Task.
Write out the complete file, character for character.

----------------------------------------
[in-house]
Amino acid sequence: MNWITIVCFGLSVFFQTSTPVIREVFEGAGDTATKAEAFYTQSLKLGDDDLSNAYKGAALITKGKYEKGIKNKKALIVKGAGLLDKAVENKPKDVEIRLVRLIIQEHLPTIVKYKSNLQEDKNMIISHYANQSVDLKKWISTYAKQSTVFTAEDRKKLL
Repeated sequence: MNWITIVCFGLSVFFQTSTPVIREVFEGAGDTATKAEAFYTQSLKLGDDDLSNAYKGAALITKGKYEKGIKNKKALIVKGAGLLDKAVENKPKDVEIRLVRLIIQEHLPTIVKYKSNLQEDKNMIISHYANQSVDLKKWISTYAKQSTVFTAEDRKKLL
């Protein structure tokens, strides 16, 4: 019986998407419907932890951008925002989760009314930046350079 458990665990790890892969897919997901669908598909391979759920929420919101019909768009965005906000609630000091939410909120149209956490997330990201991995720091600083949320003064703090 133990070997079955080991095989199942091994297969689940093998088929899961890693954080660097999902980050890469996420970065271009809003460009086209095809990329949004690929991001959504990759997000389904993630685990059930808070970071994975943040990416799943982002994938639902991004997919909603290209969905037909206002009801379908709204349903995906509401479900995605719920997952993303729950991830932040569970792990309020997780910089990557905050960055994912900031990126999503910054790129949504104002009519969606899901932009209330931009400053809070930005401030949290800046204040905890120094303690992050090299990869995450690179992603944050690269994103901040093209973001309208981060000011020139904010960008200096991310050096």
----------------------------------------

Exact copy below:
[in-house]
Amino acid sequence: MNWITIVCFGLSVFFQTSTPVIREVFEGAGDTATKAEAFYTQSLKLGDDDLSNAYKGAALITKGKYEKGIKNKKALIVKGAGLLDKAVENKPKDVEIRLVRLIIQEHLPTIVKYKSNLQEDKNMIISHYANQSVDLKKWISTYAKQSTVFTAEDRKKLL
Repeated sequence: MNWITIVCFGLSVFFQTSTPVIREVFEGAGDTATKAEAFYTQSLKLGDDDLSNAYKGAALITKGKYEKGIKNKKALIVKGAGLLDKAVENKPKDVEIRLVRLIIQEHLPTIVKYKSNLQEDKNMIISHYANQSVDLKKWISTYAKQSTVFTAEDRKKLL
């Protein structure tokens, strides 16, 4: 019986998407419907932890951008925002989760009314930046350079 458990665990790890892969897919997901669908598909391979759920929420919101019909768009965005906000609630000091939410909120149209956490997330990201991995720091600083949320003064703090 133990070997079955080991095989199942091994297969689940093998088929899961890693954080660097999902980050890469996420970065271009809003460009086209095809990329949004690929991001959504990759997000389904993630685990059930808070970071994975943040990416799943982002994938639902991004997919909603290209969905037909206002009801379908709204349903995906509401479900995605719920997952993303729950991830932040569970792990309020997780910089990557905050960055994912900031990126999503910054790129949504104002009519969606899901932009209330931009400053809070930005401030949290800046204040905890120094303690992050090299990869995450690179992603944050690269994103901040093209973001309208981060000011020139904010960008200096991310050096």